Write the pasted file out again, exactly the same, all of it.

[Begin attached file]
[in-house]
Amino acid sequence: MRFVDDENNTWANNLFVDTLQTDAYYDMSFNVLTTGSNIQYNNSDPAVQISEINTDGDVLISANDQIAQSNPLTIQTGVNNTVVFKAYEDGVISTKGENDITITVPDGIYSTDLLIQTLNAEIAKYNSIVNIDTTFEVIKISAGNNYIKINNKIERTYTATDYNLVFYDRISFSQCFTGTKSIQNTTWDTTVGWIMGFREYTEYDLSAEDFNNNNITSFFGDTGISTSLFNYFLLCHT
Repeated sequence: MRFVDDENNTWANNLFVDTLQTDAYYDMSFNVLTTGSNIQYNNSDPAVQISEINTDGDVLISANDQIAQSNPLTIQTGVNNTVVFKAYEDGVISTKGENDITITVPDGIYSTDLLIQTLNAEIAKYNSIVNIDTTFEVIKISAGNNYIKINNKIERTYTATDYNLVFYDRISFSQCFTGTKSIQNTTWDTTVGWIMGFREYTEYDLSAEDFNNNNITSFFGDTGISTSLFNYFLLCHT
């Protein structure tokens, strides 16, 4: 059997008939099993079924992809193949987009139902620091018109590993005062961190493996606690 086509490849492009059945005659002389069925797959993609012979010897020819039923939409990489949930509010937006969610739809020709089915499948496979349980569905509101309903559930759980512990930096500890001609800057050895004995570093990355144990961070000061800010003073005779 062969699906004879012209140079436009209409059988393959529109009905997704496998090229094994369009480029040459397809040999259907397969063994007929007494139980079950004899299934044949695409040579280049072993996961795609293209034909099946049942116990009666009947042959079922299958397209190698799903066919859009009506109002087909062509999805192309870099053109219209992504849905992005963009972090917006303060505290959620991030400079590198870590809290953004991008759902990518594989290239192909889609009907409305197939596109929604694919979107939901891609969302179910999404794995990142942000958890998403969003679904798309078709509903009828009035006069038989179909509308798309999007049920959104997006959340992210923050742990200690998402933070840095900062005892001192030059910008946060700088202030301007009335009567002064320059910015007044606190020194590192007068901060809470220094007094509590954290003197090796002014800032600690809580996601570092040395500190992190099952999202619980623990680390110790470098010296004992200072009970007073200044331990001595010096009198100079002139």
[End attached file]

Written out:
[in-house]
Amino acid sequence: MRFVDDENNTWANNLFVDTLQTDAYYDMSFNVLTTGSNIQYNNSDPAVQISEINTDGDVLISANDQIAQSNPLTIQTGVNNTVVFKAYEDGVISTKGENDITITVPDGIYSTDLLIQTLNAEIAKYNSIVNIDTTFEVIKISAGNNYIKINNKIERTYTATDYNLVFYDRISFSQCFTGTKSIQNTTWDTTVGWIMGFREYTEYDLSAEDFNNNNITSFFGDTGISTSLFNYFLLCHT
Repeated sequence: MRFVDDENNTWANNLFVDTLQTDAYYDMSFNVLTTGSNIQYNNSDPAVQISEINTDGDVLISANDQIAQSNPLTIQTGVNNTVVFKAYEDGVISTKGENDITITVPDGIYSTDLLIQTLNAEIAKYNSIVNIDTTFEVIKISAGNNYIKINNKIERTYTATDYNLVFYDRISFSQCFTGTKSIQNTTWDTTVGWIMGFREYTEYDLSAEDFNNNNITSFFGDTGISTSLFNYFLLCHT
């Protein structure tokens, strides 16, 4: 059997008939099993079924992809193949987009139902620091018109590993005062961190493996606690 086509490849492009059945005659002389069925797959993609012979010897020819039923939409990489949930509010937006969610739809020709089915499948496979349980569905509101309903559930759980512990930096500890001609800057050895004995570093990355144990961070000061800010003073005779 062969699906004879012209140079436009209409059988393959529109009905997704496998090229094994369009480029040459397809040999259907397969063994007929007494139980079950004899299934044949695409040579280049072993996961795609293209034909099946049942116990009666009947042959079922299958397209190698799903066919859009009506109002087909062509999805192309870099053109219209992504849905992005963009972090917006303060505290959620991030400079590198870590809290953004991008759902990518594989290239192909889609009907409305197939596109929604694919979107939901891609969302179910999404794995990142942000958890998403969003679904798309078709509903009828009035006069038989179909509308798309999007049920959104997006959340992210923050742990200690998402933070840095900062005892001192030059910008946060700088202030301007009335009567002064320059910015007044606190020194590192007068901060809470220094007094509590954290003197090796002014800032600690809580996601570092040395500190992190099952999202619980623990680390110790470098010296004992200072009970007073200044331990001595010096009198100079002139």